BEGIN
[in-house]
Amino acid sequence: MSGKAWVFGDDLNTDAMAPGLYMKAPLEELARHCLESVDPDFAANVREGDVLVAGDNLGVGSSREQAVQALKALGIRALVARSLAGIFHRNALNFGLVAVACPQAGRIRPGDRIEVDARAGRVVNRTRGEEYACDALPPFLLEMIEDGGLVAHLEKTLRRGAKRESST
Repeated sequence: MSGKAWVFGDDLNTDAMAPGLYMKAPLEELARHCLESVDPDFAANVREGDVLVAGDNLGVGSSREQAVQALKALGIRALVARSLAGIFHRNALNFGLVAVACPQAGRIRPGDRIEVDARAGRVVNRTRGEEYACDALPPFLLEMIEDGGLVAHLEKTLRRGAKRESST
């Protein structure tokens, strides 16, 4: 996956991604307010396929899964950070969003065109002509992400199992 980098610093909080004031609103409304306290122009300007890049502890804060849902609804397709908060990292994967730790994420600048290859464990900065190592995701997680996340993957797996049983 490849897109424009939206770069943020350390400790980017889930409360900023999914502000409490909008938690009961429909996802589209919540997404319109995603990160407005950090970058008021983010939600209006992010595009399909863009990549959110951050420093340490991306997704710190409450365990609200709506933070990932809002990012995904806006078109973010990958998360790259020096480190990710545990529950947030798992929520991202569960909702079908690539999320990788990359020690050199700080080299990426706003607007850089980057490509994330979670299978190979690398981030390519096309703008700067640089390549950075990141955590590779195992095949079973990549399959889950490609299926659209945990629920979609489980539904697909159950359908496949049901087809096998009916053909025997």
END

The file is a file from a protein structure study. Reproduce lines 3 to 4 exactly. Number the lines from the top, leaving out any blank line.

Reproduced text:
Repeated sequence: MSGKAWVFGDDLNTDAMAPGLYMKAPLEELARHCLESVDPDFAANVREGDVLVAGDNLGVGSSREQAVQALKALGIRALVARSLAGIFHRNALNFGLVAVACPQAGRIRPGDRIEVDARAGRVVNRTRGEEYACDALPPFLLEMIEDGGLVAHLEKTLRRGAKRESST
């Protein structure tokens, strides 16, 4: 996956991604307010396929899964950070969003065109002509992400199992 980098610093909080004031609103409304306290122009300007890049502890804060849902609804397709908060990292994967730790994420600048290859464990900065190592995701997680996340993957797996049983 490849897109424009939206770069943020350390400790980017889930409360900023999914502000409490909008938690009961429909996802589209919540997404319109995603990160407005950090970058008021983010939600209006992010595009399909863009990549959110951050420093340490991306997704710190409450365990609200709506933070990932809002990012995904806006078109973010990958998360790259020096480190990710545990529950947030798992929520991202569960909702079908690539999320990788990359020690050199700080080299990426706003607007850089980057490509994330979670299978190979690398981030390519096309703008700067640089390549950075990141955590590779195992095949079973990549399959889950490609299926659209945990629920979609489980539904697909159950359908496949049901087809096998009916053909025997």